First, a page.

In the Lectionary

June 2, Ordinary 9B (1 Samuel 3:1–10, 11–20)

Opening up space and time in our lives is one way to invite God to speak.

In Samuel’s time, visions were not widespread and the word of the Lord was rare. The same could be said of our own time. As the young Samuel is learning to listen for God when he first serves in the temple under the tutelage of Eli, he mistakes God’s voice for the voice of his human teacher at first. This makes perfect sense.

We learn by listening to many voices in our lives: our teachers, our parents, our mentors, self-help books, best practices articles, TV shows, even TikTok. Not all voices guide us toward wisdom. There is a lot of traffic in our heads—crowds of opinions, uncertainties, fears, desires, plans, timelines, career options, regrets, frustrations, doubts. We distract ourselves from some of this busyness by watching funny cat videos or binge-worthy TV. We spend mental energy replaying events in our past and imagining scenarios in the future, so much so that we may not be fully aware of what’s happening right now.

In the midst of so much noise, how will we know when God is trying to get a word in edgewise? Like Samuel, we may spend time running to our human teachers, checking with them. What do they think would be best? Perhaps if I read one more article or one more book or talk to one more expert or look them up in an online video, perhaps then I’ll know what my next step is. Then I’ll know what my purpose is, how to live my life in a meaningful way. To which teachers should we listen? Like Samuel, in a way we are all learning to listen for God continually, even today. When Eli recognizes that God is speaking to Samuel and Samuel doesn’t even realize it, Eli’s advice is that Samuel go lay down. Go back to bed. Take a posture of invitation toward the still small voice of God. Tell God, “Speak.” And then listen.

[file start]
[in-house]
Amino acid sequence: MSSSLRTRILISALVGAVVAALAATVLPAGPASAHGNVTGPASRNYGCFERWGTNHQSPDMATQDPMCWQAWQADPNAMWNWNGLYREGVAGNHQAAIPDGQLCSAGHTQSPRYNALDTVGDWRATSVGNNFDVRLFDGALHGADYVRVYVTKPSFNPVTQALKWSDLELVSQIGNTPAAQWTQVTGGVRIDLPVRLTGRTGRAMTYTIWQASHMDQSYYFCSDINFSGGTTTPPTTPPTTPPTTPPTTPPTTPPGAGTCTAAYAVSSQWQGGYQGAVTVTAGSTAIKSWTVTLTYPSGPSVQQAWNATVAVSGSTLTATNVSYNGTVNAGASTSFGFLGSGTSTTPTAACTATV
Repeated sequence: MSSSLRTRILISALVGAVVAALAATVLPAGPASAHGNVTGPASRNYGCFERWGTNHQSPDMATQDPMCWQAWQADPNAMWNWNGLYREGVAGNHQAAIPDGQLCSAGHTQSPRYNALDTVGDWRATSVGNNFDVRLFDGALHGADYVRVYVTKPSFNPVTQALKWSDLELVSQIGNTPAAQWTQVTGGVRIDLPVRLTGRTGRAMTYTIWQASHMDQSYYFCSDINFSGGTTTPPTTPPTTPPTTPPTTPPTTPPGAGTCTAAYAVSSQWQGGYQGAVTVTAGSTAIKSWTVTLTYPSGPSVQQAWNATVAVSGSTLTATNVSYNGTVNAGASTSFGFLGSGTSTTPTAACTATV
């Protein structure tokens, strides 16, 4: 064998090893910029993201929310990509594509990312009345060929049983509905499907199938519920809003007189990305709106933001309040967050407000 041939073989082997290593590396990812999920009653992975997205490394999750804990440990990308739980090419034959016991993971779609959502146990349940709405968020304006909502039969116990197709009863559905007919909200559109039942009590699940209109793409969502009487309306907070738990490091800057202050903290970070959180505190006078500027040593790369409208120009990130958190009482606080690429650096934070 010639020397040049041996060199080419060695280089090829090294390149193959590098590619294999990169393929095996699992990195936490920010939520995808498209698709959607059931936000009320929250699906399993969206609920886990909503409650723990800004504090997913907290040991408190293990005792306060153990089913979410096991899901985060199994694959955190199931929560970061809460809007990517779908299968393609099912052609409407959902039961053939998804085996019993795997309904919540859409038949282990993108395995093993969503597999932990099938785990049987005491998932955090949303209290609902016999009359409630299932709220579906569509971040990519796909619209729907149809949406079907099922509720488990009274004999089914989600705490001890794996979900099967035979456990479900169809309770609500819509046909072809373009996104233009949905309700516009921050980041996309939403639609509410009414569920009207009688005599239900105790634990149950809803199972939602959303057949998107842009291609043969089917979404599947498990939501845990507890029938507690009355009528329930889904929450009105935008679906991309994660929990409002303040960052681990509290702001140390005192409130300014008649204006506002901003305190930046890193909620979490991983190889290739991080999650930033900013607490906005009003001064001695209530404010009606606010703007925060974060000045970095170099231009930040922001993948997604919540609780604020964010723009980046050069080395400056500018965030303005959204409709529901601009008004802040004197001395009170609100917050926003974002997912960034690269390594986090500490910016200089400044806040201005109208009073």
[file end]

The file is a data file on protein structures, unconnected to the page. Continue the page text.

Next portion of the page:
Many great teachers, mentors, preachers, and guides have given us advice similar to Eli’s. Parker Palmer calls it listening to our soul rather than to our role. Palmer has taught that co-listeners in circles of trust can help us hear the wisdom in our souls. He cites Thomas Merton when he describes a hidden wholeness within us.

Howard Thurman calls the work listening for the voice of the genuine deep within us. “If you cannot hear the sound of the genuine in you, you will all of your life spend your days on the ends of strings that somebody else pulls,” he said in a 1980 baccalaureate speech at Spelman College.

Learning to listen for God’s voice is a discipleship project we’re all invited to. I love to run to these great teachers and others and to read their words again and again. They help me a great deal. But what really changes me is when I actually take their advice and grow still, invite, and listen.

Opening up space and time in our lives is one way to invite God to speak. For myself, I have to listen for the silence that is underneath all the busy words. I have to allow myself to sit and stare at something beautiful for long moments, without distracting myself with busyness. I have to allow some tasks to go undone so that I have time to just be, to listen to silence. When daydreaming is not obsessing, sometimes it opens up spaces for clarity to shine through and new possibilities to blossom in my mind. Sometimes that is God, too, giving me insight that I could not find in all my striving.

As we listen, how can we know whether we are hearing the voice of the genuine deep within us or the internalized voices of the expectations of others? Part of the answer to that is rooted in how we feel, physically and emotionally. This is another way of saying, “Test the spirits.” One mentor advised that when I imagine an answer to a question I have, I should examine the subtle feelings in my own body. Does that answer cause my heart to lift, or does it cause my shoulders to sag? Does the idea give me a glimmer of hope or fill me with a sense of dread? The voice of the genuine is often shrouded by other voices, and learning to distinguish between them is not simple. But it is essential to our flourishing.

Just as Samuel needs to learn from Eli, we too need to learn from the experience and guidance of others. And we also need to lie down (sit, wait), to invite, and to listen. “Speak, God, for I am listening.” This is what it’s like to live in the middle of our own stories. We have choices to make about our next steps. Having a word from God can help us to choose wisely.

Nanette Sawyer

Nanette Sawyer is associate pastor for discipleship and small group ministry at Fourth Presbyterian Church in Chicago.

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